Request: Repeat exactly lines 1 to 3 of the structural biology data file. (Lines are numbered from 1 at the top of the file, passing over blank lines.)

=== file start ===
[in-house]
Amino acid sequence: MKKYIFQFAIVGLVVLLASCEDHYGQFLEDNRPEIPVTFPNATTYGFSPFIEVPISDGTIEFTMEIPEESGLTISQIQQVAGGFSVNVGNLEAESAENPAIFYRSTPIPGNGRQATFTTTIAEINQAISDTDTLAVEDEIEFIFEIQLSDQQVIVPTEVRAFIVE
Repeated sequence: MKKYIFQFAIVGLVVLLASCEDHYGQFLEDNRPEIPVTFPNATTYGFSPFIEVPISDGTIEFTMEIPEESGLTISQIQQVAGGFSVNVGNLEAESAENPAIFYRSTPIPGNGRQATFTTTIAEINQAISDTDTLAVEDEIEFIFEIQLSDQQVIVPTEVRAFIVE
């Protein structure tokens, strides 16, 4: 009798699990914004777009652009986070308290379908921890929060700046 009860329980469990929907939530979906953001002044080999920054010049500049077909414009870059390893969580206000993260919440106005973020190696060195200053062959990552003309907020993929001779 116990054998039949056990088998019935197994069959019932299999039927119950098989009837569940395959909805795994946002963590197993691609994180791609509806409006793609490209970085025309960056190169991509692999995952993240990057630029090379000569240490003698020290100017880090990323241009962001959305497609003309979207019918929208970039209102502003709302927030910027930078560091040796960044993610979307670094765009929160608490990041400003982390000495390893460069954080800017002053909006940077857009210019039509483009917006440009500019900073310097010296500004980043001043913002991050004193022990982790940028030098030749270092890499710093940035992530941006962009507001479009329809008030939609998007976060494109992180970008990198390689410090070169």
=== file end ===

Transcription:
[in-house]
Amino acid sequence: MKKYIFQFAIVGLVVLLASCEDHYGQFLEDNRPEIPVTFPNATTYGFSPFIEVPISDGTIEFTMEIPEESGLTISQIQQVAGGFSVNVGNLEAESAENPAIFYRSTPIPGNGRQATFTTTIAEINQAISDTDTLAVEDEIEFIFEIQLSDQQVIVPTEVRAFIVE
Repeated sequence: MKKYIFQFAIVGLVVLLASCEDHYGQFLEDNRPEIPVTFPNATTYGFSPFIEVPISDGTIEFTMEIPEESGLTISQIQQVAGGFSVNVGNLEAESAENPAIFYRSTPIPGNGRQATFTTTIAEINQAISDTDTLAVEDEIEFIFEIQLSDQQVIVPTEVRAFIVE